The opinion of the court was delivered by: Honorable Larry Alan Burns United States District Judge
ORDER DENYING MOTION REDUCTION OF SENTENCE, PURSUANT TO 28 U.S.C. § 2255
After Petitioner Raymondo Octavio Rodriguez-Aguirre pleaded guilty to one count of importing marijuana, the Court sentenced him to 70 months in prison. Judgment was entered on October 2, 2009, and three days later he appealed the sentence. The Ninth Circuit denied the appeal and affirmed the sentence, and the mandate was spread on December 13, 2010. Then on September 1, 2011, Rodriguez-Aguirre filed a motion pursuant to 28 U.S.C. § 2255.
The petition claims Rodriguez-Aguirre never appealed because he didn't have the money to file an appeal. It also states his attorney never filed an appeal either. This is obviously wrong, though. Rodriguez-Aguirre's attorney filed an appeal on his behalf, raising most of the issues he now seeks to raise. Because the Ninth Circuit has already adjudicated these claims, they are barred by res judicata. And, in any event, this Court cannot overrule the Ninth Circuit's decision.
Only two issues were not adjudicated on appeal. First, Rodriguez-Aguirre claims his plea agreement promised that his offense level was 22 points, and that he would be sentenced to 41 to 51 months. He claims he was surprised to find out that wasn't true, and blames his counsel for misleading him. These alleged errors form the basis for his ineffective assistance of counsel claim.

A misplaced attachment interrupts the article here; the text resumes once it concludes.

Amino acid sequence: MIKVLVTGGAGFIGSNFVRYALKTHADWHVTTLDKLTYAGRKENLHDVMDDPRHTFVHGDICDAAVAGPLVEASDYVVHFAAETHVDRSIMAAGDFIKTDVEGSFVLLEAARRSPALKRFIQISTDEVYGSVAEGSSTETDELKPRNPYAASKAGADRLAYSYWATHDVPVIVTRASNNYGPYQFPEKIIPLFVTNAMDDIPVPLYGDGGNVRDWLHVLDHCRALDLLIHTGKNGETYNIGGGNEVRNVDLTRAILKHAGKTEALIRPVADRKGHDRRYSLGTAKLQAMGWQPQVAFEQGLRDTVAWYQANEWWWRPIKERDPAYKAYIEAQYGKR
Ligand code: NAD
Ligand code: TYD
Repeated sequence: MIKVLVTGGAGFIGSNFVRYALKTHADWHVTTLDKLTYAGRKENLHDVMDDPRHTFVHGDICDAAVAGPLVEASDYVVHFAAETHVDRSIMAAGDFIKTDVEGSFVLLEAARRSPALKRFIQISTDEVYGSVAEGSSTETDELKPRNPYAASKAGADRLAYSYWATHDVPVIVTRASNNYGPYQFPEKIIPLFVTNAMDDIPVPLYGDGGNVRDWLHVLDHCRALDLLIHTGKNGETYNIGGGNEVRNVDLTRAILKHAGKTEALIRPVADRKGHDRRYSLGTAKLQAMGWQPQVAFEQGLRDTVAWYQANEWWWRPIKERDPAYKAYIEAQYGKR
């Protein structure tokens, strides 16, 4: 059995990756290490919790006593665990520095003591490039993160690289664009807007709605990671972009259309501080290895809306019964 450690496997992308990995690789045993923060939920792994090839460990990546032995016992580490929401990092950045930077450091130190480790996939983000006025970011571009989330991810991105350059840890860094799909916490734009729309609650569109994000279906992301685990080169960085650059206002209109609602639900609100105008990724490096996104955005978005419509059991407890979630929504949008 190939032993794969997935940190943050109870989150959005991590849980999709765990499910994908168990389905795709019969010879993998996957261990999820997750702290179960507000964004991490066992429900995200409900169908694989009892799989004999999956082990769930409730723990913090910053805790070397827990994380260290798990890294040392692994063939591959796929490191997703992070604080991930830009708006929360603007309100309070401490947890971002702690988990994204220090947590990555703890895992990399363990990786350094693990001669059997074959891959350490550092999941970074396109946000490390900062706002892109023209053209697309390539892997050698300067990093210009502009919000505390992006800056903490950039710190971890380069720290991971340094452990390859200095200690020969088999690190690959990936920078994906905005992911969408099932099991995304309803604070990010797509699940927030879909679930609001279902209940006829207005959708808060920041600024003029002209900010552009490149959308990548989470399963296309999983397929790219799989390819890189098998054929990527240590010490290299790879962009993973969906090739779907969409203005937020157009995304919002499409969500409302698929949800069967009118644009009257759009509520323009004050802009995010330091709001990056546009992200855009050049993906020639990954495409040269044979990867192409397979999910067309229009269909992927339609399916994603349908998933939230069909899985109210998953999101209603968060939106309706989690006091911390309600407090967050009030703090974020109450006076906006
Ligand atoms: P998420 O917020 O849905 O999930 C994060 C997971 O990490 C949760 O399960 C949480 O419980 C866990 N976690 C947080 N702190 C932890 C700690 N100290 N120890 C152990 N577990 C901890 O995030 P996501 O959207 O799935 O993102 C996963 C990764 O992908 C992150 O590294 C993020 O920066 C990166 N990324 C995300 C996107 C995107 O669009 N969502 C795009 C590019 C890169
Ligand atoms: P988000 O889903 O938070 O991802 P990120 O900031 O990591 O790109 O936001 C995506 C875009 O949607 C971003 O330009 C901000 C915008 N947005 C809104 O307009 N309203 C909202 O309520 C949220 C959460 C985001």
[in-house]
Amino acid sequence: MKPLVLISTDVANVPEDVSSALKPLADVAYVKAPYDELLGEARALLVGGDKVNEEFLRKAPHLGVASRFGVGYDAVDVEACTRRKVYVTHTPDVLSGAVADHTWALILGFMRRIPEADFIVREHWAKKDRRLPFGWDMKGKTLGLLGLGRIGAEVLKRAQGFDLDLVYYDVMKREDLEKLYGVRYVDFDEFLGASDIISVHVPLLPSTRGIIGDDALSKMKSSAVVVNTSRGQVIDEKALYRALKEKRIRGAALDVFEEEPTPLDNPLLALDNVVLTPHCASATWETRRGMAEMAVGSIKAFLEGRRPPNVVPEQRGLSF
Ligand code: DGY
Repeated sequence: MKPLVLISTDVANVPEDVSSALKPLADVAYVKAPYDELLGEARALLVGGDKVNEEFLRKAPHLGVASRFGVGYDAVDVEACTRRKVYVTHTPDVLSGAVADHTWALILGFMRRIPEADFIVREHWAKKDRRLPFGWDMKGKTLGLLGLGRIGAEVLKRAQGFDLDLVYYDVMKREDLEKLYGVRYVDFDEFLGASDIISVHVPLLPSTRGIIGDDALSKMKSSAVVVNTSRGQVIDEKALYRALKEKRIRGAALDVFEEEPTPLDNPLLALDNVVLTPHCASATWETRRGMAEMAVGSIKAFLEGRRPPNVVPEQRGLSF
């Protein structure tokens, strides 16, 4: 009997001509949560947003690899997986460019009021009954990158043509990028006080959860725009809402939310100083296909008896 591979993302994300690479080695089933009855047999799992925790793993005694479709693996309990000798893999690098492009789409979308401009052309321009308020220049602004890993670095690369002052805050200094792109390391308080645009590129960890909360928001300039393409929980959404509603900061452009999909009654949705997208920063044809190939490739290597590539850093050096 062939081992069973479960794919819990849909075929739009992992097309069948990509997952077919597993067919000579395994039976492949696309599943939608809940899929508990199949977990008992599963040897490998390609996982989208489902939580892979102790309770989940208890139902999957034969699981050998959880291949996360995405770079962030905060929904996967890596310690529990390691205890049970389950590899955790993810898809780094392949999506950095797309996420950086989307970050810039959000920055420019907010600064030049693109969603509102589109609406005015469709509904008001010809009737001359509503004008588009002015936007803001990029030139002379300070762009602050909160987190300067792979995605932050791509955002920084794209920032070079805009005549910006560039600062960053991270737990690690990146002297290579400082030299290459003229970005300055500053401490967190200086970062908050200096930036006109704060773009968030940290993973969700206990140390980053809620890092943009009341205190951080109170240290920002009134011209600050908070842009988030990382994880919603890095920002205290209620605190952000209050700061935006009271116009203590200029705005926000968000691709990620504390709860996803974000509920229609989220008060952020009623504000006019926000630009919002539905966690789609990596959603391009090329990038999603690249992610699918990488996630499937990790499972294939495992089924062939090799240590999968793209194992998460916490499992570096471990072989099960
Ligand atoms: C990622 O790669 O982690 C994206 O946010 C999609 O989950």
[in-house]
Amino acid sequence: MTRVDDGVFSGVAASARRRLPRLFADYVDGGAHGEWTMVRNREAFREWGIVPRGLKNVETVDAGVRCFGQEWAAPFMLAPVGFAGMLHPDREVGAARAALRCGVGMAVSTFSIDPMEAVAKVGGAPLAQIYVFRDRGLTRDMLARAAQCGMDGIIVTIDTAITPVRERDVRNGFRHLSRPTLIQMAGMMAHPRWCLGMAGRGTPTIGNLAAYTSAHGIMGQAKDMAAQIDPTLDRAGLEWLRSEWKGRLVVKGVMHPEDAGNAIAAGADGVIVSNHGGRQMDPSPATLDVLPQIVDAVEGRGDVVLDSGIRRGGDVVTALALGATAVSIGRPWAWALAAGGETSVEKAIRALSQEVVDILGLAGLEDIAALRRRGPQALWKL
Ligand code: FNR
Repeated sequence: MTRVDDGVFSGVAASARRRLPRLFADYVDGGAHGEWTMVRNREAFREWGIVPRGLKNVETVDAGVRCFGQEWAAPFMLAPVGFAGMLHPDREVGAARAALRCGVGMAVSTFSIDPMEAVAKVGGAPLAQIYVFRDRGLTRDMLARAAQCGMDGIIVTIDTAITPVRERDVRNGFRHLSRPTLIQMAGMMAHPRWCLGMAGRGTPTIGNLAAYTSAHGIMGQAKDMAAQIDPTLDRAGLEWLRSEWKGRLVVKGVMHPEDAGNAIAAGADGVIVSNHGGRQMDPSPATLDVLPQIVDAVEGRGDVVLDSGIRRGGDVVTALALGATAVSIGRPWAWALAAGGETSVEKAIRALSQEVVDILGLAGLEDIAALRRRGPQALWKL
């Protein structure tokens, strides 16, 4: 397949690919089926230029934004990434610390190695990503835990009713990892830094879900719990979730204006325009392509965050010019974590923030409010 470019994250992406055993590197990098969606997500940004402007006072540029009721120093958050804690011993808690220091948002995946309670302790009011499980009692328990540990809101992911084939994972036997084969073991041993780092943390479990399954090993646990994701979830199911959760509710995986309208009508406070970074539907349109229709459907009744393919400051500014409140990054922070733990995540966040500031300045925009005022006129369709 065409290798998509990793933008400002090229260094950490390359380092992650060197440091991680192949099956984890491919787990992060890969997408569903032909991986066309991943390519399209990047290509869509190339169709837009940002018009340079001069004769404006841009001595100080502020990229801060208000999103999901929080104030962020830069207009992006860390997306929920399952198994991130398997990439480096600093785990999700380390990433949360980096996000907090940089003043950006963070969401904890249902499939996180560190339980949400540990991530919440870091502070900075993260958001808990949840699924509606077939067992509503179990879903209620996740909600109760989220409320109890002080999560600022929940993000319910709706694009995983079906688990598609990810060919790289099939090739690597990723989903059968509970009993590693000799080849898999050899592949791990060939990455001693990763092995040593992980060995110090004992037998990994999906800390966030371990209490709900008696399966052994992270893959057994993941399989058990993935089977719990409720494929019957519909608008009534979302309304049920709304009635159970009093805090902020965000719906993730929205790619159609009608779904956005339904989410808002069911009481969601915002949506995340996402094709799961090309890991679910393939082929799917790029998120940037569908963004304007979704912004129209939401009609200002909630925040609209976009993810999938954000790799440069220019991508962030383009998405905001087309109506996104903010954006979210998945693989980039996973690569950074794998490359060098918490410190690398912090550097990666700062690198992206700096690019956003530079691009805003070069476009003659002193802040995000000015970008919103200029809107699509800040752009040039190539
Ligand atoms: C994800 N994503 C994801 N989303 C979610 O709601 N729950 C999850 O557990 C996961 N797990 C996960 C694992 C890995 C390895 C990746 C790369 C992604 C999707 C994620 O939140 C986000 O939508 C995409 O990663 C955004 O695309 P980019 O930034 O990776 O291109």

The transcript of the change of plea hearing before Magistrate Judge Louisa Porter was filed in the docket (Docket no. 27), and shows Rodriguez-Aguirre's representations in his Petition are inaccurate. At the hearing, he was advised that the sentencing guidelines were advisory and not binding on the Court, and that the Court could vary from those recommendations and sentence Rodriguez-Aguirre up to the maximum term of life in prison, and said he understood what Judge Porter had told him. (Id. at 4:2--10, 5:7--12, 5:23--6:5.) Judge Porter also found that Rodriguez-Aguirre's guilty plea was both knowing and voluntary. (Id. at 12:14--15.) Rodriguez-Aguirre therefore was not misled by his attorney into believing that the Court was required to sentence him to no more than 51 months in prison, as he now claims.
Rodriguez-Aguirre also claims the government breached its plea agreement by recommending a higher offense level than mentioned in the plea agreement. Unfortunately for him, the government's sentencing memorandum is also filed in the docket (Docket no. 19), and again belies his argument. It shows that the government advocated for an adjusted offense level of 22, corresponding to a sentence of 41 to 51 months, and the government recommended 41 months. (Id.at 1.) This corresponds exactly with what Rodriguez-Aguirre now argues he should have gotten. The government therefore did not breach its plea agreement.
Finally, Rodriguez-Aguirre raises the argument that his equal protection rights were violated because, as a non-citizen, he cannot take advantage of community-based drug treatment programs that could lessen his sentence. This claim has been rejected by the Ninth Circuit. See United States v. Arias-Casillas, 2012 WL 2191565, slip op. at *2 (S.D.Cal., June 14, 2012) (citing McLean v. Crabtree, 173 F.3d 1176 (9th Cir. 1999) and United States v. Alvarez-Cardenas, 902 F.2d 734,737 (9th Cir. 1990)). For these reasons, the petition is DENIED.
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